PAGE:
It’s that moment when we all become James Bond, isn’t it? When we withdraw money from a cashpoint, suddenly we’re glancing over our shoulders, clumsily masking the keypad with our hands, suspicious of anyone within a two-mile radius as we swipe our cash from the machine.
Now, police have revealed that criminal gangs have been installing micro cameras in cashpoints, angled at the keypad in order to capture PIN numbers. Several ATMs in the capital city have been found to have false coverings attached to the front, behind which is a pin-head camera. These cameras are so small that most people wouldn’t even realise that they’re there.
If the crime wasn’t so serious – hitting the pockets of everyday users – you’d be forgiven for thinking this is something out of a spy film.
The first camera was discovered on February 18th, at a cash machine in the City of London. A mere two weeks later, a member of the public found at another camera attached to a nearby ATM. Several days ago, two more cameras were found, hinting at a wide-scale operation carried out by criminal gangs. However, despite police swiftly swinging into action, no arrests have yet been made, and the investigation continues.
Discussing the issue, Pc Matt Clarke of the City of London Police Crime Squad explained:
‘The vast majority or cashpoints in London are perfectly safe – but criminals have been known to tamper with them. We work closely with banks, building societies, and other cash machine vendors, to make sure this type of crime doesn’t happen.’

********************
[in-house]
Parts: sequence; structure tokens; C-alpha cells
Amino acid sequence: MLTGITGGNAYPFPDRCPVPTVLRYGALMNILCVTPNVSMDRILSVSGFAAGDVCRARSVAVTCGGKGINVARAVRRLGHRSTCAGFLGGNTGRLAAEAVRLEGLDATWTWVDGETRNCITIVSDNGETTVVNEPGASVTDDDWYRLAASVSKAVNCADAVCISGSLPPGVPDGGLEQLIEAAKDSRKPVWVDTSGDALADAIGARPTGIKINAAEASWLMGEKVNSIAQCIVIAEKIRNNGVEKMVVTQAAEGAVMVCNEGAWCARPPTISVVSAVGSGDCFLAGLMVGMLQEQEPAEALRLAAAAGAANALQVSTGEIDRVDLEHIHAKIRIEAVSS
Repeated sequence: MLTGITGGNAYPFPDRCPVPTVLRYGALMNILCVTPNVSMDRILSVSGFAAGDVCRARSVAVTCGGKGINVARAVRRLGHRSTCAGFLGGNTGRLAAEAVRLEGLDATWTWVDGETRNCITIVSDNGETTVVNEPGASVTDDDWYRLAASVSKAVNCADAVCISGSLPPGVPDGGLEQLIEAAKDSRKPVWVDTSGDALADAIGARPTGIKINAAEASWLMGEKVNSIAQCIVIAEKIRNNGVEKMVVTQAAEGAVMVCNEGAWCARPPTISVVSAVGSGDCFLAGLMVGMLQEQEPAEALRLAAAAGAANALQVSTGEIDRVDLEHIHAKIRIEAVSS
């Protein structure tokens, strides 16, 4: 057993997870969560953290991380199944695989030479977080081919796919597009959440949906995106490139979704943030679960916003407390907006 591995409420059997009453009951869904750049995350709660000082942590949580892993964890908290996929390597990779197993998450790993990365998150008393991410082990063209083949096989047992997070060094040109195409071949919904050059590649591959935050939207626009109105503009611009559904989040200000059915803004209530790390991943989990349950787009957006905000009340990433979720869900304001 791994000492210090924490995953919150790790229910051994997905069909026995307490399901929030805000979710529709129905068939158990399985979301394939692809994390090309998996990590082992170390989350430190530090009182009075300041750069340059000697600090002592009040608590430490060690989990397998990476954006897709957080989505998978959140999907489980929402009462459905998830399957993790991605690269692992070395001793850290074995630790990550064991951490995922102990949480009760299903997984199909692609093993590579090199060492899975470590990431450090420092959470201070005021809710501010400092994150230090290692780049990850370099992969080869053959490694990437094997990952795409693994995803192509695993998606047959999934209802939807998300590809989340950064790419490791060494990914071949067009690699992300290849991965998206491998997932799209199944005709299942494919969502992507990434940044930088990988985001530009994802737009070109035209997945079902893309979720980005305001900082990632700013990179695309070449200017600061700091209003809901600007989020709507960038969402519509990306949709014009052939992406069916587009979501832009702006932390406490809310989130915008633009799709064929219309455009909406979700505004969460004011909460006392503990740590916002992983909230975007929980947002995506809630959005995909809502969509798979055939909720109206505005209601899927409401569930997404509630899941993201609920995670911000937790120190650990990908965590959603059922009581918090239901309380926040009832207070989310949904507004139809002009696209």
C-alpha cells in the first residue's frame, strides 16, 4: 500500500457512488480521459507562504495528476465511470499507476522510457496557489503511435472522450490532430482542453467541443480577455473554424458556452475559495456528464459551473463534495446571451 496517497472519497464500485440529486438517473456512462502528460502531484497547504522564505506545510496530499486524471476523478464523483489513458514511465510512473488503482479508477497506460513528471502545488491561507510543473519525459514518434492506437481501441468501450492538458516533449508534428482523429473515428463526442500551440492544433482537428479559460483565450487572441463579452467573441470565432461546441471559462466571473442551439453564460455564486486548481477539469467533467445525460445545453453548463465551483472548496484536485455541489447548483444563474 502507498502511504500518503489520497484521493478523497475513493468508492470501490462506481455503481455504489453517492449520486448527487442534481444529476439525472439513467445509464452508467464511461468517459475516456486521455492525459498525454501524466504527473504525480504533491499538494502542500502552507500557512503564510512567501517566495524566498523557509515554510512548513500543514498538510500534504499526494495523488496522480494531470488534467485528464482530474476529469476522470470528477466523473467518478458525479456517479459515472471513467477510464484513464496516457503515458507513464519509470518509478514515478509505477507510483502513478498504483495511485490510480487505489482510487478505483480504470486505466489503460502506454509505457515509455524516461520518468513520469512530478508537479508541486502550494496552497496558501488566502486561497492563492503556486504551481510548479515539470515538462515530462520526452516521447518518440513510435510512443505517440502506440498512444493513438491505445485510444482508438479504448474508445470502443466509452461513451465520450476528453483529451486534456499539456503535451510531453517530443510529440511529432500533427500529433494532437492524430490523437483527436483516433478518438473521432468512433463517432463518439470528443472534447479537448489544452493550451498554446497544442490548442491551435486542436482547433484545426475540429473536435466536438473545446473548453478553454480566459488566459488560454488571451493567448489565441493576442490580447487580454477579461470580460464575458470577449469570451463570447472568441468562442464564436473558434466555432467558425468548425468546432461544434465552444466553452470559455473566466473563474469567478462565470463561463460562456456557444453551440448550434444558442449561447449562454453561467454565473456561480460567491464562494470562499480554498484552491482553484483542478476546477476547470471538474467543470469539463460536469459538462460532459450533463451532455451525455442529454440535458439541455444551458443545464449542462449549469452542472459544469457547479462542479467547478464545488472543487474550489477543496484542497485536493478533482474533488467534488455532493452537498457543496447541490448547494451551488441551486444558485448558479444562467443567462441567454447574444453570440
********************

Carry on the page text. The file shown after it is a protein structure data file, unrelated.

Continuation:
This isn’t the first time criminals have modified ATMs in order to steal banking information – and it’s unlikely to be the last. In the past few years, we’ve seen cunning attempts from devious criminals including installing so-called ‘skimming’ machines which can hold on to your card the moment you insert it, while a camera films you inputting your PIN – and that’s really all the criminals need to empty your accounts, while the card owner simply believes the machine has eaten the card. This led to banks like Barclays installing plastic coverings over the card slot, which prevents criminals from attaching their own equipment to the cashpoint.
Other techniques used by banks to ensure security include keypad covers, reflective display screens and mirrors – just in case anyone’s watching over your shoulder.
News of the covert cameras comes hot on the heels of the return of skimming, which has made a comeback in the North of England. Lancashire police have recently warned of the presence of devices ‘skimming’ cashpoint users in areas such as Preston, Bamber Bridge and Leyland.
Pc Clarke was keen to emphasise the importance of being aware of your surroundings when using ATMs, saying:
‘Take care and stay vigilant when using cash machines in the City of London, and London as a whole. If you spot anything unusual about a cash machine, or if there are signs of tampering, don’t use it. If in doubt, try and use a machine inside a branch.’
Of course, that advice – remaining vigilant at all times – applies regardless of whether or not you’re in one of the affected areas. After all, that’s your money, and it pays to keep it safe.